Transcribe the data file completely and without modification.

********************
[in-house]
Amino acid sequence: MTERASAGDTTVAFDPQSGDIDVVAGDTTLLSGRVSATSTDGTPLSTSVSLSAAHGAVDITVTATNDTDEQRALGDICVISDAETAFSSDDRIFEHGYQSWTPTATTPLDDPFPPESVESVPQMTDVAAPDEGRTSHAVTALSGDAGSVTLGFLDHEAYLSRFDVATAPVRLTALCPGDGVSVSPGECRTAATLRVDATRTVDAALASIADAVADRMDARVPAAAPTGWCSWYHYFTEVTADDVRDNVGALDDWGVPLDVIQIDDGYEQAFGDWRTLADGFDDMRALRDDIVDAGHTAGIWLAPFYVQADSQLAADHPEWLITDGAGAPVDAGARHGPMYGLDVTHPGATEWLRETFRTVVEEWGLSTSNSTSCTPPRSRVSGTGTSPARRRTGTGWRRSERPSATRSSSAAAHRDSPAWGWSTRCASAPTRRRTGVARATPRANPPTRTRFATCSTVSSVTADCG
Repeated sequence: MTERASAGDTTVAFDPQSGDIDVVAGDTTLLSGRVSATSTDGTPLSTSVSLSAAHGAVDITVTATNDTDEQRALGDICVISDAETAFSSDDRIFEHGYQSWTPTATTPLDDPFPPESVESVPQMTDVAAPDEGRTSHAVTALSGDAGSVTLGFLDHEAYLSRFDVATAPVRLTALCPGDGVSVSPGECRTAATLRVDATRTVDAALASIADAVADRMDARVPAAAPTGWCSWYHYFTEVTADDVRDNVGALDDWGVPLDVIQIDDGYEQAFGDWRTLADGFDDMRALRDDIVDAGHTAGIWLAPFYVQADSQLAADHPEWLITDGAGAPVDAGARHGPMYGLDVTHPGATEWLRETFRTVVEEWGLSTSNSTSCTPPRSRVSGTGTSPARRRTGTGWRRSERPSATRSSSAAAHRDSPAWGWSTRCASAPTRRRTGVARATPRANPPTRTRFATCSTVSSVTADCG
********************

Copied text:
[in-house]
Amino acid sequence: MTERASAGDTTVAFDPQSGDIDVVAGDTTLLSGRVSATSTDGTPLSTSVSLSAAHGAVDITVTATNDTDEQRALGDICVISDAETAFSSDDRIFEHGYQSWTPTATTPLDDPFPPESVESVPQMTDVAAPDEGRTSHAVTALSGDAGSVTLGFLDHEAYLSRFDVATAPVRLTALCPGDGVSVSPGECRTAATLRVDATRTVDAALASIADAVADRMDARVPAAAPTGWCSWYHYFTEVTADDVRDNVGALDDWGVPLDVIQIDDGYEQAFGDWRTLADGFDDMRALRDDIVDAGHTAGIWLAPFYVQADSQLAADHPEWLITDGAGAPVDAGARHGPMYGLDVTHPGATEWLRETFRTVVEEWGLSTSNSTSCTPPRSRVSGTGTSPARRRTGTGWRRSERPSATRSSSAAAHRDSPAWGWSTRCASAPTRRRTGVARATPRANPPTRTRFATCSTVSSVTADCG
Repeated sequence: MTERASAGDTTVAFDPQSGDIDVVAGDTTLLSGRVSATSTDGTPLSTSVSLSAAHGAVDITVTATNDTDEQRALGDICVISDAETAFSSDDRIFEHGYQSWTPTATTPLDDPFPPESVESVPQMTDVAAPDEGRTSHAVTALSGDAGSVTLGFLDHEAYLSRFDVATAPVRLTALCPGDGVSVSPGECRTAATLRVDATRTVDAALASIADAVADRMDARVPAAAPTGWCSWYHYFTEVTADDVRDNVGALDDWGVPLDVIQIDDGYEQAFGDWRTLADGFDDMRALRDDIVDAGHTAGIWLAPFYVQADSQLAADHPEWLITDGAGAPVDAGARHGPMYGLDVTHPGATEWLRETFRTVVEEWGLSTSNSTSCTPPRSRVSGTGTSPARRRTGTGWRRSERPSATRSSSAAAHRDSPAWGWSTRCASAPTRRRTGVARATPRANPPTRTRFATCSTVSSVTADCG